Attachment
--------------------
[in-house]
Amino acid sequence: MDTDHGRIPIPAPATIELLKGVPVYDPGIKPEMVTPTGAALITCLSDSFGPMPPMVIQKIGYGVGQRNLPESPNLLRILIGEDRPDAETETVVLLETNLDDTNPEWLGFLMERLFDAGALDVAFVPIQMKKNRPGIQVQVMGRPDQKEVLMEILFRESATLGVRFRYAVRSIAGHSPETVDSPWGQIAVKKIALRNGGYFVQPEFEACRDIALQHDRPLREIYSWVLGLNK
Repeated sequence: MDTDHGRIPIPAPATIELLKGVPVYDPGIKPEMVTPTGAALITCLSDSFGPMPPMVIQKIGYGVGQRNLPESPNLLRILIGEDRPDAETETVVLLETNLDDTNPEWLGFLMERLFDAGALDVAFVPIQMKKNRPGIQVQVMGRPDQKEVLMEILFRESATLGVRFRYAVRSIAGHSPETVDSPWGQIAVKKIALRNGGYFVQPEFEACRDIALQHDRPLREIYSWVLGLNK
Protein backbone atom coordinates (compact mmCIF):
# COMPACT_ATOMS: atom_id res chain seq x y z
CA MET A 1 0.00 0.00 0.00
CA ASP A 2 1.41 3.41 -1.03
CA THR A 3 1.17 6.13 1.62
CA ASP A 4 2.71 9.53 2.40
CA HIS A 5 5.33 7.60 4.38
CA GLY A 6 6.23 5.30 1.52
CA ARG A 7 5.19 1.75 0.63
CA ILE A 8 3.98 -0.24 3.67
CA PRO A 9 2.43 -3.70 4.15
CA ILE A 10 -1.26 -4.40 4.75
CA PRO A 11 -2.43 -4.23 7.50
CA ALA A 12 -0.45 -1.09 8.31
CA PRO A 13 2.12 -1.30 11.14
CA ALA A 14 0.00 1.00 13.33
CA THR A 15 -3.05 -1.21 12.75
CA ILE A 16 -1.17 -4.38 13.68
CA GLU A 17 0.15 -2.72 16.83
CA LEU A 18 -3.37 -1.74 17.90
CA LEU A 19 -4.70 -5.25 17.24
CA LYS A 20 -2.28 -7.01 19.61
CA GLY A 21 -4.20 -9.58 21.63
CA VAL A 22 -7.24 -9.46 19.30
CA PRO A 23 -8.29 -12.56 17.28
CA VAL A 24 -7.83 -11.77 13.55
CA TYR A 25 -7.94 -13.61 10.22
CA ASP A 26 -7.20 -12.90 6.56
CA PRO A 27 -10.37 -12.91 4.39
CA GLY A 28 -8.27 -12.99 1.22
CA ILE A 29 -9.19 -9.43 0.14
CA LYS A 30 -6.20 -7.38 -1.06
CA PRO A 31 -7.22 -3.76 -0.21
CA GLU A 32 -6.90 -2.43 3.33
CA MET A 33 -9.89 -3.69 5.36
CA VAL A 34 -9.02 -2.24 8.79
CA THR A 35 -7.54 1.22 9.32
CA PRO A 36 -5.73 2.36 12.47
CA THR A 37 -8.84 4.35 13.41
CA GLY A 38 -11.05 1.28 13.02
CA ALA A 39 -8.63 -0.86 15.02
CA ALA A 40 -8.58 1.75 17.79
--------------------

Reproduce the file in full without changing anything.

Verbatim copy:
[in-house]
Amino acid sequence: MDTDHGRIPIPAPATIELLKGVPVYDPGIKPEMVTPTGAALITCLSDSFGPMPPMVIQKIGYGVGQRNLPESPNLLRILIGEDRPDAETETVVLLETNLDDTNPEWLGFLMERLFDAGALDVAFVPIQMKKNRPGIQVQVMGRPDQKEVLMEILFRESATLGVRFRYAVRSIAGHSPETVDSPWGQIAVKKIALRNGGYFVQPEFEACRDIALQHDRPLREIYSWVLGLNK
Repeated sequence: MDTDHGRIPIPAPATIELLKGVPVYDPGIKPEMVTPTGAALITCLSDSFGPMPPMVIQKIGYGVGQRNLPESPNLLRILIGEDRPDAETETVVLLETNLDDTNPEWLGFLMERLFDAGALDVAFVPIQMKKNRPGIQVQVMGRPDQKEVLMEILFRESATLGVRFRYAVRSIAGHSPETVDSPWGQIAVKKIALRNGGYFVQPEFEACRDIALQHDRPLREIYSWVLGLNK
Protein backbone atom coordinates (compact mmCIF):
# COMPACT_ATOMS: atom_id res chain seq x y z
CA MET A 1 0.00 0.00 0.00
CA ASP A 2 1.41 3.41 -1.03
CA THR A 3 1.17 6.13 1.62
CA ASP A 4 2.71 9.53 2.40
CA HIS A 5 5.33 7.60 4.38
CA GLY A 6 6.23 5.30 1.52
CA ARG A 7 5.19 1.75 0.63
CA ILE A 8 3.98 -0.24 3.67
CA PRO A 9 2.43 -3.70 4.15
CA ILE A 10 -1.26 -4.40 4.75
CA PRO A 11 -2.43 -4.23 7.50
CA ALA A 12 -0.45 -1.09 8.31
CA PRO A 13 2.12 -1.30 11.14
CA ALA A 14 0.00 1.00 13.33
CA THR A 15 -3.05 -1.21 12.75
CA ILE A 16 -1.17 -4.38 13.68
CA GLU A 17 0.15 -2.72 16.83
CA LEU A 18 -3.37 -1.74 17.90
CA LEU A 19 -4.70 -5.25 17.24
CA LYS A 20 -2.28 -7.01 19.61
CA GLY A 21 -4.20 -9.58 21.63
CA VAL A 22 -7.24 -9.46 19.30
CA PRO A 23 -8.29 -12.56 17.28
CA VAL A 24 -7.83 -11.77 13.55
CA TYR A 25 -7.94 -13.61 10.22
CA ASP A 26 -7.20 -12.90 6.56
CA PRO A 27 -10.37 -12.91 4.39
CA GLY A 28 -8.27 -12.99 1.22
CA ILE A 29 -9.19 -9.43 0.14
CA LYS A 30 -6.20 -7.38 -1.06
CA PRO A 31 -7.22 -3.76 -0.21
CA GLU A 32 -6.90 -2.43 3.33
CA MET A 33 -9.89 -3.69 5.36
CA VAL A 34 -9.02 -2.24 8.79
CA THR A 35 -7.54 1.22 9.32
CA PRO A 36 -5.73 2.36 12.47
CA THR A 37 -8.84 4.35 13.41
CA GLY A 38 -11.05 1.28 13.02
CA ALA A 39 -8.63 -0.86 15.02
CA ALA A 40 -8.58 1.75 17.79